NATO forces opened fire on an official convoy "heading to an event hosted by the head of a local council" in northern Iraq on Thursday, killing a police officer and the brother of a former member of parliament, AP reported.  --  The governor of the province was in the convoy and helped with the dead and wounded, Amir Shah said.  --  "We are so angry about this," Abdul Haq Shafaq, governor of Faryab province, said, describing the dead as innocents.  --  "'While we take extraordinary care in conducting operations to avoid civilian casualties, unfortunately in this instance it appears innocent men were mistakenly targeted,' U.S. Air Force Col. James Dawkins said in a coalition statement, adding that 'we deeply regret this incident.'" ...

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NATO STRIKE ON LOCAL CONVOY KILLS 2, SAY OFFICIALS

By Amir Shah

Associated Press
December 23, 2010

http://news.yahoo.com/s/ap/20101223/ap_on_re_as/as_afghanistan


KABUL, Afghanistan -- A NATO helicopter opened fire on a convoy of cars heading to an event hosted by the head of a local council Thursday, killing a police officer and the brother of a lawmaker, provincial officials in northern Afghanistan said.

The chief of police, the governor, and the head of the provincial council of Faryab province all said the helicopter strafed one car in the convoy, killing a policeman and Mohammad Aminuddin, the brother of former parliament member Sarajuddin Mozafari.

Police chief Khalil Andarabi said two policemen and a civilian were also wounded in the strike.

NATO said it was investigating "the inadvertent death of two individuals and the wounding of two others" in an operation it had conducted in Faryab in an attempt to intercept suspected insurgents.  It did not mention whether the operation involved helicopters.

"While we take extraordinary care in conducting operations to avoid civilian casualties, unfortunately in this instance it appears innocent men were mistakenly targeted," U.S. Air Force Col. James Dawkins said in a coalition statement, adding that "we deeply regret this incident."

The issue of civilians killed during operations is particularly troubling for NATO and the Afghan government, and the international coalition says it is careful to avoid such casualties.  Earlier this week, a clash between NATO forces and insurgents left five civilians dead in Helmand, prompting criticism from the provincial government.

The strike in Faryab occurred on the main road about three miles (five kilometers) outside the provincial capital, Maimana, as a convoy of cars headed to a lunch hosted by the head of a local council, according to Faryab governor Abdul Haq Shafaq and the other officials involved.

Shafaq, who had been among the guests, said he had just driven by the area when he heard the helicopter firing and turned back.

"I myself helped with the body and the injured," Shafaq told The Associated Press.  He said three helicopters had been flying over the convoy, and one of them then landed and evacuated two of the injured.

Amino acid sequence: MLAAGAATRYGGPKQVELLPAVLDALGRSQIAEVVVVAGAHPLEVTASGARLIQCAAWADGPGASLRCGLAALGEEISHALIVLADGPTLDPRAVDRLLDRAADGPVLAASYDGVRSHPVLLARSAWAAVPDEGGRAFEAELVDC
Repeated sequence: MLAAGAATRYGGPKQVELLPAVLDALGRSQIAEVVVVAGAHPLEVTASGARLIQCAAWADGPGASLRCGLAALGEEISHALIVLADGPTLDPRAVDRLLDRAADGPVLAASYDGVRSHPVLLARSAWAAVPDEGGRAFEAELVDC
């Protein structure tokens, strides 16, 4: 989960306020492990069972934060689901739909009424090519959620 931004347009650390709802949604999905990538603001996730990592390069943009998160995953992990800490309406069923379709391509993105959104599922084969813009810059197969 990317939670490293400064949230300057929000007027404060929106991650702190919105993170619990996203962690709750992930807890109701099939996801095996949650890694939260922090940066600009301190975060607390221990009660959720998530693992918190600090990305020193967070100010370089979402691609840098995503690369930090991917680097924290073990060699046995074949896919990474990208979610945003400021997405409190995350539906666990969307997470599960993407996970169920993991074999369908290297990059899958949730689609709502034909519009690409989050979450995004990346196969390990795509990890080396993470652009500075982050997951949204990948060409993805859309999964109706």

Shafaq said more than 20 cars had been in the convoy.

"We are so angry about this," Shafaq said, describing the dead as innocents.  He called for an investigation into the incident by the attorney general.

Violence also struck elsewhere in the north, with a suicide bomber blowing himself up at a checkpoint in city of Kunduz, killing a police officer and wounding three civilians, provincial police chief Abdul Rahman Sayedkhaili said.

The attack is the second in less than a week in Kunduz -- a major agricultural and marketing center that controls one of the main highways into neighboring Tajikistan.  On Dec. 19, insurgents stormed an army recruitment center in the city, killing four Afghan soldiers and five police in a daylong gunbattle.

NATO has pressed hard against the Taliban in the movement's southern strongholds, but the surge has been accompanied by a rise in violence elsewhere in the country.

The coalition said Thursday that a joint Afghan and NATO patrol killed several insurgents the previous day in the southern province of Helmand during an operation targeting a mid-level Taliban leader involved in roadside bomb attacks.

They also reported killing a Taliban leader involved in Sunday's bus bombing in Kabul and two other insurgents in an airstrike in Ghazni province in the center of the country.

Taliban attacks to discourage Afghans from cooperating with the central government, however, have continued around the country, including in the western province of Herat where gunmen shot dead the head of the local council and his son as he drove through the Shindand district, said police spokesman Noor Khan Nikzad.

Separately, a roadside bomb struck a tractor pulling a cart loaded with passengers Wednesday, killing a child and wounding nine people in the Garm Ser district of Helmand province, said Daoud Ahmadi, spokesman for the provincial governor.

Meanwhile, the government said urgent food and fuel aid is needed as Afghanistan's harsh winter sets in to help the hundreds of thousands of people who have fled the fighting.

The aid currently being provided by national and international organizations for more than 84,000 families is "not enough at all," the Ministry of Refugees and Repatriations said in a statement.